There is a canal in Utrecht that once was a moat around the city’s old town, 900 years ago. Back before cars. Back when towns were made up of winding streets that grew from peoples’ footpaths. Back before paving. Back when the world was newer than it is now.
Then in the 1970s, when the car was king and the biggest concern was how we could get from place to place as quickly as possible, that canal was concreted over to accommodate a 12-lane motorway. It was a mistake, the city decided.
And they decided to fix it.
“People kept resisting the road and calls for the return of the water never fell silent,” as the story is told in the BicycleDutch blog. “In 1990 a new group for the return of the canal ring was formed. They eventually persuaded the city council to take the decision to turn the parking lot in the north back into water in 1996. Turning car space into water has strange consequences: a new bridge was built in the central circle of a roundabout. This first reconstruction was opened in two stages in 2001 and 2002. When the people of Utrecht saw what could be done they voted in favour of reconstructing the whole canal ring in a referendum in 2002. The enormous project took until last Saturday to be finished, after a big part was opened in 2015.”
In September 2020, the Guardian reported, “Utrecht’s inner city is again surrounded by water and greenery rather than asphalt and exhaust fumes.The reopening of the Catharijnesingel attracted pleasure boats and even a few swimmers into the water, with the alderman for the central Hoog Catharijne district, Eelco Eerenberg, lauding the “grand conclusion” of decades of work.”
As part of the canal’s reopening, the central Zocherpark has been restored to its original 1830 design. The waterway now runs under an indoor shopping centre, allowing boats to travel the full 6km route around the city centre.
“It is quite unique for a motorway, with space for 12 lanes, to be converted back”, said alderman Eerenberg. “Now that the canal is back, it provides a beautiful connection to a plethora of important urban functions. Among other things, the station, a pop stage, theatre and greenery have found their place at the water.”
Clive Thompson calls it part of ‘rewilding cities’. And asks: “If we can rewild the landscape, why not rewild city streets? Why not transform them so cars are only one part of what they’re used for?”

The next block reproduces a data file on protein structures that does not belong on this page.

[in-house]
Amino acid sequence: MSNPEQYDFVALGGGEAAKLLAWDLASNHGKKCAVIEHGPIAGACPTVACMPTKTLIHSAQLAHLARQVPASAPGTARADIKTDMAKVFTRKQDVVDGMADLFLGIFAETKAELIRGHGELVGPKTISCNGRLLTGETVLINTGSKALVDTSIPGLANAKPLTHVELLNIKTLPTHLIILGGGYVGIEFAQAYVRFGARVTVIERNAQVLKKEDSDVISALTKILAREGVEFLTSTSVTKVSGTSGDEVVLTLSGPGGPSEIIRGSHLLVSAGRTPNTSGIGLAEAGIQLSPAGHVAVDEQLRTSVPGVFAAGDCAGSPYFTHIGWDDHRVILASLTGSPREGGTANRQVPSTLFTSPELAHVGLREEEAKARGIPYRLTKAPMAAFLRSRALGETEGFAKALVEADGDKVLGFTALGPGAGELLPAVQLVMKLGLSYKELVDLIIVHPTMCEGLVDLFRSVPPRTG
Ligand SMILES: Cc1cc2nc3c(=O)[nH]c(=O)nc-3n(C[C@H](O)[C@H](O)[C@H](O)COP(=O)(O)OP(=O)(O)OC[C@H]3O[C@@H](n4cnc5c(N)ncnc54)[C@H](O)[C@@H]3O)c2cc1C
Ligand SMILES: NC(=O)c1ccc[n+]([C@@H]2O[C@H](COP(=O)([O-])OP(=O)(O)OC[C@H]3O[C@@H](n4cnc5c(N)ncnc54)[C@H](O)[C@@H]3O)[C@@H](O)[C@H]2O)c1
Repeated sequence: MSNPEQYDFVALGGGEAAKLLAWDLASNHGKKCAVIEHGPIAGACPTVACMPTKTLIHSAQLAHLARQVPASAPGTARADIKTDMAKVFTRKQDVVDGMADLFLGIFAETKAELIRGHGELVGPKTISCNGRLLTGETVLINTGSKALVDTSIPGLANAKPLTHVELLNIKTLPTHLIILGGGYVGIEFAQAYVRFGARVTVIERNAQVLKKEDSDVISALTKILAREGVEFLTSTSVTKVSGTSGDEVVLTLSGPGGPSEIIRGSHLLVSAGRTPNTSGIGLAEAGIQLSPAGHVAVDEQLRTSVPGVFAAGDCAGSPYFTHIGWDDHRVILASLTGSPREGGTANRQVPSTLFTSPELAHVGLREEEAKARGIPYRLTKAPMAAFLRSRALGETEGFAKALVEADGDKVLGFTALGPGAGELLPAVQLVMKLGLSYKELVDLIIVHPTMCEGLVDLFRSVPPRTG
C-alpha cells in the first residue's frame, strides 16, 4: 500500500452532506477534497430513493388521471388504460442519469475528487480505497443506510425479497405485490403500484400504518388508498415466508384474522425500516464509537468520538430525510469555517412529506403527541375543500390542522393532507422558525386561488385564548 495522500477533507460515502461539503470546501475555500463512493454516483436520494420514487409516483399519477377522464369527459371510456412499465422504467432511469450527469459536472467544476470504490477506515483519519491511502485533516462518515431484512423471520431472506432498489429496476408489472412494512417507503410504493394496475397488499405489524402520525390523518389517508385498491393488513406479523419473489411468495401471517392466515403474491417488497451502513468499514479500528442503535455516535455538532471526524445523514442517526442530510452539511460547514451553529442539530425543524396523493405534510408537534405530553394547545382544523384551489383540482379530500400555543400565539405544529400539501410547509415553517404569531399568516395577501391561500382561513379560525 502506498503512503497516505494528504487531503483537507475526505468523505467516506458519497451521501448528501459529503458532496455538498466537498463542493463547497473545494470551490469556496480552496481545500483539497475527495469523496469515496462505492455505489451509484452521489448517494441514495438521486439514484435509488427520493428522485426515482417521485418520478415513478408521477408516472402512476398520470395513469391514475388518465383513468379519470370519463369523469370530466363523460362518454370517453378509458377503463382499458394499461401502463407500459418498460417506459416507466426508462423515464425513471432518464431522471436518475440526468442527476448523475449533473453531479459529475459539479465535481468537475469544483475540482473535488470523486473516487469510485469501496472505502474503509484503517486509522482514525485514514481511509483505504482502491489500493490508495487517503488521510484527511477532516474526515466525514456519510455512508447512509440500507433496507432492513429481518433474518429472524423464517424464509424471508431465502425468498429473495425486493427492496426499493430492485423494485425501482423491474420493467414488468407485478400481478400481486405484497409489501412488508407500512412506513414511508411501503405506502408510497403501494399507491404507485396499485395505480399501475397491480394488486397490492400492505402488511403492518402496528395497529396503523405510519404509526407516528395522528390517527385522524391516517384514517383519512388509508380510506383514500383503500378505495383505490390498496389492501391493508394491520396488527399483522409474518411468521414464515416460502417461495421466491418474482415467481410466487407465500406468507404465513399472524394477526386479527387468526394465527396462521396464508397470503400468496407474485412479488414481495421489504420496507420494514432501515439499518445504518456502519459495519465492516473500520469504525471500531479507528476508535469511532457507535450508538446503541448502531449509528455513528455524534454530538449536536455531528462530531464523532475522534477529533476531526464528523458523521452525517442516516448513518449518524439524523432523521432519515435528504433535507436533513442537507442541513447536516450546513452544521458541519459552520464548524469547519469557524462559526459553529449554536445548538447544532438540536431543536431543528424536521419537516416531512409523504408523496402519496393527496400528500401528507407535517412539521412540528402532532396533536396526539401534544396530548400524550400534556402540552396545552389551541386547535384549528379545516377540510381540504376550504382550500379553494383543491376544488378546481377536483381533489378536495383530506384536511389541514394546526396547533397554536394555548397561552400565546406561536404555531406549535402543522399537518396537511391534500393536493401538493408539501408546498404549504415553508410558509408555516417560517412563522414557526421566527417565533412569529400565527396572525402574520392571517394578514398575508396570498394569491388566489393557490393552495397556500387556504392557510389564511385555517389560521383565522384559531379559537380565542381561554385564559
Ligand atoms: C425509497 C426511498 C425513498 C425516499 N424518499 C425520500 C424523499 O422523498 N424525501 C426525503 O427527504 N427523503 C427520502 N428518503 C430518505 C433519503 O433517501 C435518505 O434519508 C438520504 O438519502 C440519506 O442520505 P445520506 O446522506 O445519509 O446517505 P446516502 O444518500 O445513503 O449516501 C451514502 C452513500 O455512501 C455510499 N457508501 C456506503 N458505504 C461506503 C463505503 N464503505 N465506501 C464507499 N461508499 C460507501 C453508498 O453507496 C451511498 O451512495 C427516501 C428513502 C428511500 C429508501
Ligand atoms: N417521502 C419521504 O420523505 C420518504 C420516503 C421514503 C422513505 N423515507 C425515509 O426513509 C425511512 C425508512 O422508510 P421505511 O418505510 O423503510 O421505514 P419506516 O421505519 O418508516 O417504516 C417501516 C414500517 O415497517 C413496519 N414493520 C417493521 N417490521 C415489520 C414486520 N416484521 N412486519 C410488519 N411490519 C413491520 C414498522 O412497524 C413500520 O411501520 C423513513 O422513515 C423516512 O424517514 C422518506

Thalia Verkade and Marco te Brömmelstroet refer to the exclusive use of streets for cars as a kind of ‘civic monocropping’. They are authors of Movement – how to take back our streets and transform our lives.
Their recent article in the Guardian’s ‘Big Idea’ series pointed out that:
“… just as swathes of our countryside were repurposed for farming, over the past century our city streets have been optimised for one goal: to move people around as quickly as possible, unhindered by anyone using public space for other purposes…… Our shared urban environment, which used to be for everyone, is by and large dominated by moving and parked cars.”
Their book told the story of the rewilding of Utrecht’s canal, and they say a lot of this kind of thing has been going on.
“Barcelona is democratising its public space to include urban patios and parks, reclaiming its streets from traffic. Cars will still be allowed, but they will constitute just one use of public space, not the main reason for its existence.In the same spirit, Groningen, in the Netherlands, known for its progressive steps to reclaim streets for bikes, recently adopted a set of guidelines that state that moving about is just one thing that a street should facilitate, as well as, for example, better health, an awareness of cultural history, or the city’s ability to adapt to the climate emergency. Paris, meanwhile, has a 15-minute city plan that aims to create self-sufficient communities where everything you need is within a 15-minute walk or cycle.”
Maybe, they say, it is time to ban cars from city centres altogether, as we do now for some special occasions, such as marathons or street parties for the Queen’s Jubilee celebrations or London’s car-free days.
Cover image: FransA on Pexels.